Bachelor of Electrical and Computer Systems
CEO at Robogals Global, Graduate at Telstra
Our second profile is on the lovely Ami Pasricha. I met Ami a while back when she was still an undergrad student, but even then it was clear to see that she was a very motivated and clever person who was on her way to do great things!
During her time at Monash, she won a tonne of awards; 1st place in the Telstra University Challenge, world finalist for the Shell Ideas 360 competition, and a Student Recognition Prize awarded by the Monash Faculty of Engineering, to name a few. She was also awarded an API Bursary and a Women in Engineering Scholarship. On top of all of that, she's consistently been involved in volunteer work (with the Monash Faculty of Engineering and Wired, a student society for IT students at Monash). Most recently, she's started work as a graduate at Telstra, alongside becoming the global CEO for Robogals, a volunteer-run organisation that promotes women in STEMM by providing interactive engineering based workshops for young women in primary school and high school.
I'm out of breath just reading that list, much less living it, so I'll let Ami take over and tell us a bit more about her path and motivations!
What is your involvement in engineering?
I am a recent engineering graduate in electrical and computer systems engineering from Monash University. Currently, I am a graduate at Telstra rotating through the Networks Technology Graduate Program. My work at Telstra involves looking at ways to incorporate the latest technology innovations to improve existing engineering platforms. Earlier this year, I joined an international not for profit organisation, Robogals, as their global CEO. Encouraging and empowering young women to pursue engineering is a cause that is close to my heart. At Robogals, I work with amazing people from all around the world to help create a global culture diversity and inclusion in engineering.
What inspired you to go into your field?
Before I started studying engineering, I didn't know much about the field of what exactly engineers did. Throughout high-school , I really enjoyed mathematics and problem solving, so when it came to choosing my career, these two things were important to me. Soon after I began my engineering degree, I realised that engineering is about developing innovative solutions to existing problems and bringing crazy ideas to life! Even though I went into an area I wasn't too familiar with, I've come to love engineering and looking back, I couldn't imagine myself doing anything else.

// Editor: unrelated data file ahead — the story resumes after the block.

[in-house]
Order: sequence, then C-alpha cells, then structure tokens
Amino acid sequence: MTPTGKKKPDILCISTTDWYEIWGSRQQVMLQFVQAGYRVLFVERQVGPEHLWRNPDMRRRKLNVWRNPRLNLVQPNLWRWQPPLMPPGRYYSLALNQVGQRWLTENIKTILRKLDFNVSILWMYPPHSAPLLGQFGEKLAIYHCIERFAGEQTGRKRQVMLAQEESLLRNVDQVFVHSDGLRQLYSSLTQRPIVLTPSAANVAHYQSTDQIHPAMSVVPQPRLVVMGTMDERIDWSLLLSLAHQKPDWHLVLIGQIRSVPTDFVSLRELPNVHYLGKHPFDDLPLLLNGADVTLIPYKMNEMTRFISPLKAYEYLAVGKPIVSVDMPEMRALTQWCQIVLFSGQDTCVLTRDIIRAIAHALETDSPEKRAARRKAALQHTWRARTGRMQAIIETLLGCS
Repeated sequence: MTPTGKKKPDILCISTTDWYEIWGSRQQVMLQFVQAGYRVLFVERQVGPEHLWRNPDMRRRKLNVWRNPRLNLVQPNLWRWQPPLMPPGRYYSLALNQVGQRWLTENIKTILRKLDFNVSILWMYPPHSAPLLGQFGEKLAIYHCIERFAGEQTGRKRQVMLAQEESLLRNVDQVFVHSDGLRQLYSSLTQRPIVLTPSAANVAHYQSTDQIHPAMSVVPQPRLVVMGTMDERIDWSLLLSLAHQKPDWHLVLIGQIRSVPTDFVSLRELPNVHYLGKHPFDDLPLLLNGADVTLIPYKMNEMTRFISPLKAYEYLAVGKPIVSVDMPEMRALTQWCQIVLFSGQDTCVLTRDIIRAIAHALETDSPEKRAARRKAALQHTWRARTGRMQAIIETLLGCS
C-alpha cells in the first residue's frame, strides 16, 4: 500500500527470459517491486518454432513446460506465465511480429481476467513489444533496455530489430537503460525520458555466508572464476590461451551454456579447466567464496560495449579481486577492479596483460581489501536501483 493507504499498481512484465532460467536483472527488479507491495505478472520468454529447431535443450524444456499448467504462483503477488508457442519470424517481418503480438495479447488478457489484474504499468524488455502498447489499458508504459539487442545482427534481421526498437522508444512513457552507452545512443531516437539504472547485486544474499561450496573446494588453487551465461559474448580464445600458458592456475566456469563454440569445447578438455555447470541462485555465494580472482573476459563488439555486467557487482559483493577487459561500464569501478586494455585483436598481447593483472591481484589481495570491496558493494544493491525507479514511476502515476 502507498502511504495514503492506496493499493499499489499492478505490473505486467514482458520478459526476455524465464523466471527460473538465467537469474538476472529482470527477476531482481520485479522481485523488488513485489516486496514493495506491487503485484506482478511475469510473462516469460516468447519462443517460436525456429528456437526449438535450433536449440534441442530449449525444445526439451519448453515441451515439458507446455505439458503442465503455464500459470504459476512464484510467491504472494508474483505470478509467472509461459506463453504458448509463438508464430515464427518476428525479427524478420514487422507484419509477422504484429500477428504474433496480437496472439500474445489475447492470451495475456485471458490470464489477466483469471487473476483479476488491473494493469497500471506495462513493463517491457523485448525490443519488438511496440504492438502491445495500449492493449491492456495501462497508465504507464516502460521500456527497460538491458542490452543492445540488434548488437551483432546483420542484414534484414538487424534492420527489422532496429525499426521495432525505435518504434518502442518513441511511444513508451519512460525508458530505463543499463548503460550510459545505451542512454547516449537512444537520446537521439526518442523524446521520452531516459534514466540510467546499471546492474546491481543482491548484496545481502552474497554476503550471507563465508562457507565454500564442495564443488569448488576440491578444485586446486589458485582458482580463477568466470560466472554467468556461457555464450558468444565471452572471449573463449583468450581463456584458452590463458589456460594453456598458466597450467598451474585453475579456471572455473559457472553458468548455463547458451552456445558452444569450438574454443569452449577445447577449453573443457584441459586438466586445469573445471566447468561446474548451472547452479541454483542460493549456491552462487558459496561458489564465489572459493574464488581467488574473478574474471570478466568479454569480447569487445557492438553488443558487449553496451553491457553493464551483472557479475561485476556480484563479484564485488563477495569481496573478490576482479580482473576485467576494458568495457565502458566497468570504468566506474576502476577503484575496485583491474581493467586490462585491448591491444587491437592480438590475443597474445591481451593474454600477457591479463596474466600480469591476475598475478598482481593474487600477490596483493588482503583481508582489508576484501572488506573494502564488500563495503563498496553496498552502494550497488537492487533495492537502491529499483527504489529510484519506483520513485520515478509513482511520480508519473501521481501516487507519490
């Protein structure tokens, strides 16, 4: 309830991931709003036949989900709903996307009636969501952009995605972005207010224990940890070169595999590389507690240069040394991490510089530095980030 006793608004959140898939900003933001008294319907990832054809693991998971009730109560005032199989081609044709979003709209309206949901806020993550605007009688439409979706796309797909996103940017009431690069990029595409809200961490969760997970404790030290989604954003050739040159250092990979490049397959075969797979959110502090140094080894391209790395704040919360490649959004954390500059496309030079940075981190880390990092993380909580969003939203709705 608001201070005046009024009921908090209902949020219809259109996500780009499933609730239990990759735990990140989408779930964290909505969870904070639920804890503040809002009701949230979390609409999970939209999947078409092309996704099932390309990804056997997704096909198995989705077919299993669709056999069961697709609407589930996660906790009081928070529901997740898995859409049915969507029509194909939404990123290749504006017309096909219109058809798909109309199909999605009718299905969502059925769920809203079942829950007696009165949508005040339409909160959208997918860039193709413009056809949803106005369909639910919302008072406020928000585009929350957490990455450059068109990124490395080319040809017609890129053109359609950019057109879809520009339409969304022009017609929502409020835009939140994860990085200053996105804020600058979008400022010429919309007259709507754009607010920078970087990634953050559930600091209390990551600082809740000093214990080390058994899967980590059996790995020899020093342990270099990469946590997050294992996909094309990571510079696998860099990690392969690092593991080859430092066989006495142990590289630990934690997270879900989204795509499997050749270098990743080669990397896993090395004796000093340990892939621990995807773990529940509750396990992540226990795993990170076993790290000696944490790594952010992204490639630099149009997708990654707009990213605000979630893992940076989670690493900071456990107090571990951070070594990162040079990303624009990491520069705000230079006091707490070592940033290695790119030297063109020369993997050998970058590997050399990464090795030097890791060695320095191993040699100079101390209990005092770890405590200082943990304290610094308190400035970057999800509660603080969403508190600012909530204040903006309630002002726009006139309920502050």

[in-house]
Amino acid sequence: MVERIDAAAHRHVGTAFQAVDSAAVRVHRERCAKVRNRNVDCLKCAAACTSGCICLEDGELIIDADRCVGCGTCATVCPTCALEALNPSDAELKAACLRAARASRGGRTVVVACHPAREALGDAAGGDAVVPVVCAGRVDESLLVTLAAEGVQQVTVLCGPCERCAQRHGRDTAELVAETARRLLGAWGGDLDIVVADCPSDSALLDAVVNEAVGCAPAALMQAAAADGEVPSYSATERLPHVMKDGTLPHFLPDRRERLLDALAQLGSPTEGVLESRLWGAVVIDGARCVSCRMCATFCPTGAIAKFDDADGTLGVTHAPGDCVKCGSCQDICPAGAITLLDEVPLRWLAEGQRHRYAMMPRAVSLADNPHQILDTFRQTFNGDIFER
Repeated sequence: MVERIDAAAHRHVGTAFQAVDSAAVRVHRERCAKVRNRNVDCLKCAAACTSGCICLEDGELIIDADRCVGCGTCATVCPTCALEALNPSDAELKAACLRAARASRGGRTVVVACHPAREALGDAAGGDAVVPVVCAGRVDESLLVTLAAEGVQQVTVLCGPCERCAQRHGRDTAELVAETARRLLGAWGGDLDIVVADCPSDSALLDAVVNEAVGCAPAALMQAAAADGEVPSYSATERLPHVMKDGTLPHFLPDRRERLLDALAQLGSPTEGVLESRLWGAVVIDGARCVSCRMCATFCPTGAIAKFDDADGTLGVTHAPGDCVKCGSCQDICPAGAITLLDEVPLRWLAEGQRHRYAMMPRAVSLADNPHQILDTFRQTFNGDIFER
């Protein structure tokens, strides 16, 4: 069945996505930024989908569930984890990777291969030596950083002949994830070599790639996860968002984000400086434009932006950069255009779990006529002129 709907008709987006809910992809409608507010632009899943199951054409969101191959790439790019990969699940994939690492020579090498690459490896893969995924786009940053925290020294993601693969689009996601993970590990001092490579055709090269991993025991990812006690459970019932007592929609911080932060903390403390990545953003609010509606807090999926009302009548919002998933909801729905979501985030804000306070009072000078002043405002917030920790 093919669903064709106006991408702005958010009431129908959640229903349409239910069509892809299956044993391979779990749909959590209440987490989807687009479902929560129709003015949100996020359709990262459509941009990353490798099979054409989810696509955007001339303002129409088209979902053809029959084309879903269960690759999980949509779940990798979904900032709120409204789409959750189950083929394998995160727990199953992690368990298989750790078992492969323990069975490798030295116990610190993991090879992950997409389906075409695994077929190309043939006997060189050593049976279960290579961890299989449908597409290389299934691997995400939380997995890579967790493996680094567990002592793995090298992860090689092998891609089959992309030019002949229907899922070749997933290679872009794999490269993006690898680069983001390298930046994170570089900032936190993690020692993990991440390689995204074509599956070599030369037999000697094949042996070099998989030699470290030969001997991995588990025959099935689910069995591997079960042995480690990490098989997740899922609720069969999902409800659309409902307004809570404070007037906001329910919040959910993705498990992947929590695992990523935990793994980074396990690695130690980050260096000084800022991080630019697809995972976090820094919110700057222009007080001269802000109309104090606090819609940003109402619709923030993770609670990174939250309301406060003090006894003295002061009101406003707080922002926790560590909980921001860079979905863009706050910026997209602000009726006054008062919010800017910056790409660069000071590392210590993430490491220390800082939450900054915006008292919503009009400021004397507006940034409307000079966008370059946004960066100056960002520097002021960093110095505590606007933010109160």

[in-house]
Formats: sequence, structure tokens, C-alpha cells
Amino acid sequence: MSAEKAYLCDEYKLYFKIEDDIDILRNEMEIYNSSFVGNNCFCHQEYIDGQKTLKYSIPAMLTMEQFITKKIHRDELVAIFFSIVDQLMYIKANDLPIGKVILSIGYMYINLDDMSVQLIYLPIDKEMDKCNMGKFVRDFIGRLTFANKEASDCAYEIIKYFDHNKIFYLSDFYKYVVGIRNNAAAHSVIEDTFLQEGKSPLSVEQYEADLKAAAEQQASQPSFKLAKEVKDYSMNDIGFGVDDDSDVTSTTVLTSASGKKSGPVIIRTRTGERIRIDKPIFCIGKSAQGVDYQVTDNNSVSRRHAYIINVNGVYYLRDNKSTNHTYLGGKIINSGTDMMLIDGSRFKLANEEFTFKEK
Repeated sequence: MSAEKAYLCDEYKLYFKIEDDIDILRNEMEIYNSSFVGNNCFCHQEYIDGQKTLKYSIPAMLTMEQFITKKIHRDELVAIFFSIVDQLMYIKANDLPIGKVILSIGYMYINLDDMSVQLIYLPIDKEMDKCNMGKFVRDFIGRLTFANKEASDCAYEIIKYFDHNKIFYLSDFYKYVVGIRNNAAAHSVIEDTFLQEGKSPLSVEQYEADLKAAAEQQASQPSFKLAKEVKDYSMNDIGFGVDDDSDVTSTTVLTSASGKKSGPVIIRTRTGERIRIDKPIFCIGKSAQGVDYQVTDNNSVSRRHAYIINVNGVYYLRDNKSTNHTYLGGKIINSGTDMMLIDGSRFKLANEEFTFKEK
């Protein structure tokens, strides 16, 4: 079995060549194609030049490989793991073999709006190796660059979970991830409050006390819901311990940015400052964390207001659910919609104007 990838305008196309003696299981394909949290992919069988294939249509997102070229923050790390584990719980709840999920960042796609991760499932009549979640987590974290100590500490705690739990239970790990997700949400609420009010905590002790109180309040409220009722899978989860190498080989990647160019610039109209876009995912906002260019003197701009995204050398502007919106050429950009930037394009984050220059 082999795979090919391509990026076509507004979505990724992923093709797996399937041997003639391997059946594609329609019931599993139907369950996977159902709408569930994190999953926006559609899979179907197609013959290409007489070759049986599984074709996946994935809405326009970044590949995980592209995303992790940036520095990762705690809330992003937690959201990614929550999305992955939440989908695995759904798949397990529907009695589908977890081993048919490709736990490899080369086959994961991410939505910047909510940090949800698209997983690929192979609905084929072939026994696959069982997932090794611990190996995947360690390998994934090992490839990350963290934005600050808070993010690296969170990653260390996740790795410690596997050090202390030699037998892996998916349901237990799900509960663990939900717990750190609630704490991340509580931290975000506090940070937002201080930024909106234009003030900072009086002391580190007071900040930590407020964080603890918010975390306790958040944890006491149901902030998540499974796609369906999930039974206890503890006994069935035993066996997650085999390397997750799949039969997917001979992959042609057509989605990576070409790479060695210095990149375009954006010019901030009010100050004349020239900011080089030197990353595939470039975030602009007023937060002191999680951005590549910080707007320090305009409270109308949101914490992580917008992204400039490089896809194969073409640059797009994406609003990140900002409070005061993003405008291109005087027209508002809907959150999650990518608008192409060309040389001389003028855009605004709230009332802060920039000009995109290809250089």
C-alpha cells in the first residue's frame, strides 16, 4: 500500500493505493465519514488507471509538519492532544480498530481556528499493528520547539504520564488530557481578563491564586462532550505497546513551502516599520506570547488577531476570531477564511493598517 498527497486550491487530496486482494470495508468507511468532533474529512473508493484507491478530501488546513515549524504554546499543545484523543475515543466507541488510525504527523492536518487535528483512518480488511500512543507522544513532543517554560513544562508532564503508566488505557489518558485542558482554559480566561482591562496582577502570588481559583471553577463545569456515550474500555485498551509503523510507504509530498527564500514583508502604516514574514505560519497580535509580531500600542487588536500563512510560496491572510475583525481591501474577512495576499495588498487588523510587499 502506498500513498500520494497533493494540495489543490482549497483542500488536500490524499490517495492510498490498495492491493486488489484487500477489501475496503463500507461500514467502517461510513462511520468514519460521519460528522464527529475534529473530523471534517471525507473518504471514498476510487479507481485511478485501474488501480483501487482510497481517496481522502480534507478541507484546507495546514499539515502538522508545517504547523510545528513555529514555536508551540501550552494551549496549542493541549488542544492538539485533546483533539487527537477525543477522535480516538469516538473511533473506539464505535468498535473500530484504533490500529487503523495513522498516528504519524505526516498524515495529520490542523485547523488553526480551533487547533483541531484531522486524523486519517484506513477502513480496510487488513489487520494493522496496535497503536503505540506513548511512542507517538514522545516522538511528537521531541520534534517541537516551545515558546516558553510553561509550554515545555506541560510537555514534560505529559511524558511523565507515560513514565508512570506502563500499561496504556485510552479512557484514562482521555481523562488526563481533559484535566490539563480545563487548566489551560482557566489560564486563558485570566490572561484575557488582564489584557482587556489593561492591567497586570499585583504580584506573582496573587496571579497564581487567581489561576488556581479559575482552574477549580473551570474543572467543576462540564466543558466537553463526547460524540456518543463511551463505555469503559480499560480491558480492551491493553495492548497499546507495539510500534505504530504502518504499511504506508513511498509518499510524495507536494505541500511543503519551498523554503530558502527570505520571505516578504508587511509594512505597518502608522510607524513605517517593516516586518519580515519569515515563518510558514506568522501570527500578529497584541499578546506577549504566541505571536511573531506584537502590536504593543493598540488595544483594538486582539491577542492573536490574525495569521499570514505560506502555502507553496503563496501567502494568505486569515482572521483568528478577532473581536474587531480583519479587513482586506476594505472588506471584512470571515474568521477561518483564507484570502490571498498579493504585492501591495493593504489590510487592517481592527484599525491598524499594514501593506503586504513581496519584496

What challenges have you faced as a woman in STEMM?
I've been fortunate to have not experienced many challenges as a woman in STEMM. As a recent graduate, my experience in STEMM has mainly been through university, and I have always felt encouraged by my lecturers and peers. In my professional career, my biggest challenge was transitioning from university to the corporate industry, and while I've grown to feel more comfortable in my new role, it was quite overwhelming in the start. Despite this, I am surrounded by a fantastic support network, consisting of university and industry mentors from a variety of backgrounds, ages & genders, who have helped ease this transition.
What advice would you give to young women in STEMM?
As a young woman in STEMM, I often find myself and my other female colleagues holding back during meetings and not asking questions and answering questions they are more than qualified to answer. My advice to young women (including myself) in STEMM is to be assertive and develop the confidence to voice your opinion. Make the most of opportunities presented and get involved in things that you are passionate about.
Finally, what's something (unusual) that keeps you going every day?
Watermelon - It's my favourite food. Since university, I've eaten a slice of watermelon almost every day, and it's something I always look forward to! Aside from that, I enjoy the rush of adrenaline associated with making presentations, and often, I seek out opportunities to present to senior managers, directors and boards, as well as young students.
For more information about Ami's various endeavours, check out this article about the first-prize winning app she helped create for the Telstra University Challenge, this article about Ami taking over as the Robogals CEO, and her team's pitch for the Shell Ideas 360 competition. Check out the Robogals organisation too - a great way to promote women in STEMM!